📚How to Ensure Your Pet’s Drinking Water is Safe
You probably spend a good amount of time finding healthy pet food for your animal friends. Have you considered the quality of the water they drink? It's easy to just pour your pets some water from the tap but is it the best solution?
In some places, tap water is unsafe for humans to consume, let alone for animals. However, even in parts of the world where tap water isn't considered dangerous, there are still factors that can affect the long-term health of humans and animals alike.
Changing Your Pet's Water Frequently
First of all, let's look at what makes standing water potentially dangerous for your pet. Pouring a large container for your furry friend may seem like a convenient way to keep them hydrated for a longer period of time. Maybe you're thinking of binge-watching your favorite show or working on a project all day.
Leaving your pet with a large bowl of water, especially if it's outdoors, can cause the water to become contaminated with a variety of pollutants. As per many studies, including one posted on Pubmed, bacteria can multiply rapidly in stagnating water. Mosquitos and other insects can contribute to introducing bacteria and parasites into your pet's drinking water.
You should replace your pet's water regularly. Even if it seems clean, pouring your pet a fresh bowl at least once a day is recommended. If the bowl is outdoors, you may want to increase the frequency at which you change their water.
Tap Water Quality and Pet Health
Hard water contains minerals such as magnesium, calcium and iron. In acceptable quantities, these should not lead to any health problems for your pets. Some veterinarians, however, recommend avoiding unfiltered tap water as a source of hydration for your pets for other reasons. For instance, some E. coli strains can be present. Even though they may not be of the most dangerous types, they still can cause loss of appetite.
Furthermore, in cases where you get your water from a private well, you need to make sure you have it tested at least once a year.
There are four types of contaminants that could potentially be present in your tap water and cause harm to you and your pet.
Physical contaminants include organic material or sediments that alter your water's physical properties.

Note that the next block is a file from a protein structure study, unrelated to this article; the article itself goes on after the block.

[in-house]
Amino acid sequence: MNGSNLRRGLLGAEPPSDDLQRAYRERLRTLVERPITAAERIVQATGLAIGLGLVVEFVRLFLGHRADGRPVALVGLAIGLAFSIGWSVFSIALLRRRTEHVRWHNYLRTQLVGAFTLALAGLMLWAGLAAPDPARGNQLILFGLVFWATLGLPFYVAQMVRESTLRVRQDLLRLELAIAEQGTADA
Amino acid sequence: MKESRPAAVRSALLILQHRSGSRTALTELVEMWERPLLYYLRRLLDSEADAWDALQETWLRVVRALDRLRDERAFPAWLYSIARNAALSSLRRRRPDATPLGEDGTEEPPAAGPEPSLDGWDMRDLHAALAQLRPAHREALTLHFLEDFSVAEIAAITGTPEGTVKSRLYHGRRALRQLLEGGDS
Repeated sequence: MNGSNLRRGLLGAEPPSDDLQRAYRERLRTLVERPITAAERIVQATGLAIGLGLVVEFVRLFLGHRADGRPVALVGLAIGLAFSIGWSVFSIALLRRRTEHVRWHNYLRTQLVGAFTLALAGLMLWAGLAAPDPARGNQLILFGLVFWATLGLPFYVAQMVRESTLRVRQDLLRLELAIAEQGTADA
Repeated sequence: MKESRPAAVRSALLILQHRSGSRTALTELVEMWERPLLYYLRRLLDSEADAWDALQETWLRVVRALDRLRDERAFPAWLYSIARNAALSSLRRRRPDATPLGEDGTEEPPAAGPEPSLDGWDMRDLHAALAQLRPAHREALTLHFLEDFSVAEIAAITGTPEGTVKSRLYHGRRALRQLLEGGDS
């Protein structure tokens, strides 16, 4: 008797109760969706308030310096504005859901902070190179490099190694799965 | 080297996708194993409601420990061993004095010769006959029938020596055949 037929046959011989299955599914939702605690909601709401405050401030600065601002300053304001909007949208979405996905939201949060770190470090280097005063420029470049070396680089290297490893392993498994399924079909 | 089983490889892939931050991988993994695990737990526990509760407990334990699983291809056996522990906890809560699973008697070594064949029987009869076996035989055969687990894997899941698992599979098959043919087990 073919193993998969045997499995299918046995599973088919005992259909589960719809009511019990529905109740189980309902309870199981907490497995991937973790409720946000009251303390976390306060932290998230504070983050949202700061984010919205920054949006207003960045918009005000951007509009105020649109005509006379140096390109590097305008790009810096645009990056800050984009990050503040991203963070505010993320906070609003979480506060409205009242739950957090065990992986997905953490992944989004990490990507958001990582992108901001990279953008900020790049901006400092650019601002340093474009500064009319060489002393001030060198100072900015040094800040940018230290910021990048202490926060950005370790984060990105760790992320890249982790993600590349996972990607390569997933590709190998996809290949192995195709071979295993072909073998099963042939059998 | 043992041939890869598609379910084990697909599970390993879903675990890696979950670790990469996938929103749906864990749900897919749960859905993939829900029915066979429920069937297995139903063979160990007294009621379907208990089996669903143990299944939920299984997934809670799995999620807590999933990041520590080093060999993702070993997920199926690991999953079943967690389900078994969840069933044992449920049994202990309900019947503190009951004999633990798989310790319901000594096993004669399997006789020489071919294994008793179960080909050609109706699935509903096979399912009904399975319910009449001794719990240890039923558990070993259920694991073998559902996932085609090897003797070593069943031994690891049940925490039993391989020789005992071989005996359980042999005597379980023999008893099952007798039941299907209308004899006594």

Chemicals that make their way into your tap water can be man-made or naturally-occurring.
Biological contaminants pertain to bacteria, viruses and parasites.
Radiological contamination comes from elements from the periodic table such as uranium or radon.
Dehydration can be a concern with pets. Many animals will drink the water you put in front of them but cats, for instance, can be very picky. They will not drink water that isn't clean and if you are putting water in their bowl that they find to be unsatisfactory, they may end up becoming dehydrated. So, the best course of action is to provide clean water for your pets so that they can stay healthy and energetic.
Getting a Water Filter
The most convenient way to guarantee that your pet will be drinking the safest water possible is to install a water filter. Not only will your pet be taking advantage of the clean water but you'll also be using the best quality water for your cooking. On top of that, you'll be guaranteeing that your pets stay properly hydrated and healthy so they can devote all their energy to playing with their owner.
There are many water filters on the market and most will make bold claims. It's important to find one that removes all types of contaminants, guaranteeing your pets enjoy clean and healthy water. Check out the best water filter for your pet's needs. It removes harmful pollutants while leaving the beneficial minerals your pet needs intact.
Clean Your Pet's Water Bowl
With a busy schedule, it can be easy to just throw out your pet's old water and just fill up the bowl at the tap. However, your furry friend's bowl needs cleaning daily if you are to guarantee them optimal drinking water. You can either place it in a sanitizing dishwasher or wash it by hand in soapy water.
Once a week, place your pet's water bowl in a sink with about a gallon of water and one cap of bleach. Allow it to soak for at least ten minutes in order for it to be fully sterilized. Make sure to rinse it well and then allow the bowl to air dry.